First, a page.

Toni:

My husband, who is turning 65 this September, was laid off from a major oil company this year and the only way he can make a living is as an engineer on a contract basis as a 1099 employee with no benefits. I am a stay at home wife, who is now on COBRA.

My question for you is about whether he should apply for Medicare and since he will live outside of the United States, can he receive Medicare coverage in the various oil related countries overseas where he will be living and traveling on a daily basis. How does Medicare pay if he is receiving care while he is working overseas?

By the way, he is living in Saudi Arabia and I will have to email him your answers.

Thanks,

Angie from Lake Charles, Louisiana.

Hello Angie:

Yes…your husband should enroll in Medicare because he is not working full time with “true” company benefits. Medicare not pay for any medical care while one is overseas. I will discuss what your husband should do while working overseas and get medical care later in this article.

The first thing your husband needs to know is that because he is turning 65, this September, his time is ticking to have Medicare begin by Sept. 1 when his Medicare Parts A and B can begin. He can go online at socialsecurity.gov/benefits/medicare in the 90 day window prior to the month turning 65 to enroll in both Medicare Parts A and B.

Medicare gives you a 7 month window to enroll before one begins receiving the “famous” Part B penalty. The 7 month window starts 3 months before your turn 65, the month you turn 65 and 3 month after which is called Medicare’s Initial Enrollment Period.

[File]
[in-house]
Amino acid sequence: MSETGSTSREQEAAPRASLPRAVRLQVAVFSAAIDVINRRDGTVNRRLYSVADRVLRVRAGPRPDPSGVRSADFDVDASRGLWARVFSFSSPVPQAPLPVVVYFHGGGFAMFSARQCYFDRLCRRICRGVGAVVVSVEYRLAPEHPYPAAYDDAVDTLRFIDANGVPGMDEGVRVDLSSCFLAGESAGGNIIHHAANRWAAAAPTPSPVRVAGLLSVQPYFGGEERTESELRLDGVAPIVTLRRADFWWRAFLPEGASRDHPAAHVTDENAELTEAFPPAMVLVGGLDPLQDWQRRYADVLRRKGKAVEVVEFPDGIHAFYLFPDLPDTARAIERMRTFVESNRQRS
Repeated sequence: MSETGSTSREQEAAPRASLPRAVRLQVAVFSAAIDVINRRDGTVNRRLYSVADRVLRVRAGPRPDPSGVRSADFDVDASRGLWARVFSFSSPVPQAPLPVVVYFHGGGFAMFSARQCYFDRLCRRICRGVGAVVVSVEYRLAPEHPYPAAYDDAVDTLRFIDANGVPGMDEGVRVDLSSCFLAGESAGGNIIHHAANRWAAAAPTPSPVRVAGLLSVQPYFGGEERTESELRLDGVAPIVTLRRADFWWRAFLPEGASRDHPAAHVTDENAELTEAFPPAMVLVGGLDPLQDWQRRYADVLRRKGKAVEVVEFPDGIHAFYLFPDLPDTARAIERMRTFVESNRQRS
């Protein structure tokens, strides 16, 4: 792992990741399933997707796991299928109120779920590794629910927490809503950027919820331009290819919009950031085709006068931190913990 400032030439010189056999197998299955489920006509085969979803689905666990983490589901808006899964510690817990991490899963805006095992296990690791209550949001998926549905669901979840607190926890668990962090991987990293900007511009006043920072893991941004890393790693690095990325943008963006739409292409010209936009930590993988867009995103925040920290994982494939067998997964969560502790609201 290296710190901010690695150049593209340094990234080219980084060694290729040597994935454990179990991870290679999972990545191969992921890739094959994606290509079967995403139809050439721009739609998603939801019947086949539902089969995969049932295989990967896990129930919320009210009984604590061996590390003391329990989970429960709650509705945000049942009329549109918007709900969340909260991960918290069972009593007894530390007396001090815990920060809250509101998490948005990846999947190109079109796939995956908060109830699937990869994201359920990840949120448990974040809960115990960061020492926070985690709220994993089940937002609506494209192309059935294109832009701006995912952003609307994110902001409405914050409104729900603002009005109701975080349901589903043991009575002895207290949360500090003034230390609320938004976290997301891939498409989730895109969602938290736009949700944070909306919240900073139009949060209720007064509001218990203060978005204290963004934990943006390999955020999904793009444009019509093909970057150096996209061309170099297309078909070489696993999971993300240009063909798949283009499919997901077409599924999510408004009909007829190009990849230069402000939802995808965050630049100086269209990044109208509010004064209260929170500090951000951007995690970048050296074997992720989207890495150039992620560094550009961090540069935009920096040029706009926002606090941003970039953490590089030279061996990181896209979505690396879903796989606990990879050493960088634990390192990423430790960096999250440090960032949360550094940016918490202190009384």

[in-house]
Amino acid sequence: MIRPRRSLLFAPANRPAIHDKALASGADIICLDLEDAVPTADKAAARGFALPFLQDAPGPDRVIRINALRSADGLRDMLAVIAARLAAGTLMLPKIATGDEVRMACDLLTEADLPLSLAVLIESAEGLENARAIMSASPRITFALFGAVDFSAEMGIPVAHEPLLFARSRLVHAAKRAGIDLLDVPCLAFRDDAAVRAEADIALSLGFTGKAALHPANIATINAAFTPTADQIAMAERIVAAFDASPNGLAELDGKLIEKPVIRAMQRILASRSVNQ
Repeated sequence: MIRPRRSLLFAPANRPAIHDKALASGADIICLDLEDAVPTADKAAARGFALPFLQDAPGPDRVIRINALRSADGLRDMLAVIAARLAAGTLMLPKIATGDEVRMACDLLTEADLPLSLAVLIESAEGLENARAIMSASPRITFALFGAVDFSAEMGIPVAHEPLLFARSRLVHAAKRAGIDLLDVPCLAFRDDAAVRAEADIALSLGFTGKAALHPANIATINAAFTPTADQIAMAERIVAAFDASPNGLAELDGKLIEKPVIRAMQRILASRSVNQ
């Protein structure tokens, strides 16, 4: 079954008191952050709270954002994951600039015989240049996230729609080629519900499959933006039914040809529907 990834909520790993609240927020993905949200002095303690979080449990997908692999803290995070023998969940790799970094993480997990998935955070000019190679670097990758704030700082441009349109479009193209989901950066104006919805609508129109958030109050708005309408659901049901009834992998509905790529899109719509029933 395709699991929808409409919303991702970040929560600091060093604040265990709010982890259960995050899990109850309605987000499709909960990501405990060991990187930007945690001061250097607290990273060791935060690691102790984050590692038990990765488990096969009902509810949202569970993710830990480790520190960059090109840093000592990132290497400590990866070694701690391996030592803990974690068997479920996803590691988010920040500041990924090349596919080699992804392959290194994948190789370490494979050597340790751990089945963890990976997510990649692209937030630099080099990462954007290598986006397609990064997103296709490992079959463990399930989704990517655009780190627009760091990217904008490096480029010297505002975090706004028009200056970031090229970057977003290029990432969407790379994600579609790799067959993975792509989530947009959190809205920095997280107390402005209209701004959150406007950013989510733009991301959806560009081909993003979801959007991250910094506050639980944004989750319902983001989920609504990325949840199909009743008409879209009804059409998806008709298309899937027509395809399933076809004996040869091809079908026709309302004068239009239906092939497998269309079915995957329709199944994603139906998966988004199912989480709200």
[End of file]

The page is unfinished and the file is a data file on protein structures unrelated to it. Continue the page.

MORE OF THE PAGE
During a Toni Says Medicare consultation, the team stresses the unique value of receiving Medicare Part B for the first time, such as when one is turning 65 and/or past 65 and retiring with “true” company benefits.

During this unique time, when one is enrolling in a Medicare supplement such as your husband may want to, he will have a 6 month, Medigap Open Enrollment Period where he will not have to answer any health questions to qualify for the specific Medicare supplement plan.

Your husband will have Medicare Parts A and B with a Medicare Supplement to take care of his medical care while in the United States. At this time, he can also enroll in a Medicare Part D prescription drug plan.

He needs to be aware that a Medicare Supplement does not have adequate coverage for traveling overseas to foreign countries.

A Medicare supplement provides $50,000 of foreign travel benefit not covered by Medicare with a $250 deductible, where you pay 20% of the $50,000 and the insurance company pays 80% of the $50,000 lifetime benefit.

For your husband to work overseas, he will need to apply for travelers insurance to help with any type of medical need he while he is working to care for his family and use his Medicare when he comes back to the states.

Angie, you will want to have traveler’s insurance when you go to visit him.

Toni King is the author of the 2018 Medicare Survival Guide Advanced edition, available at the tonisays.com.

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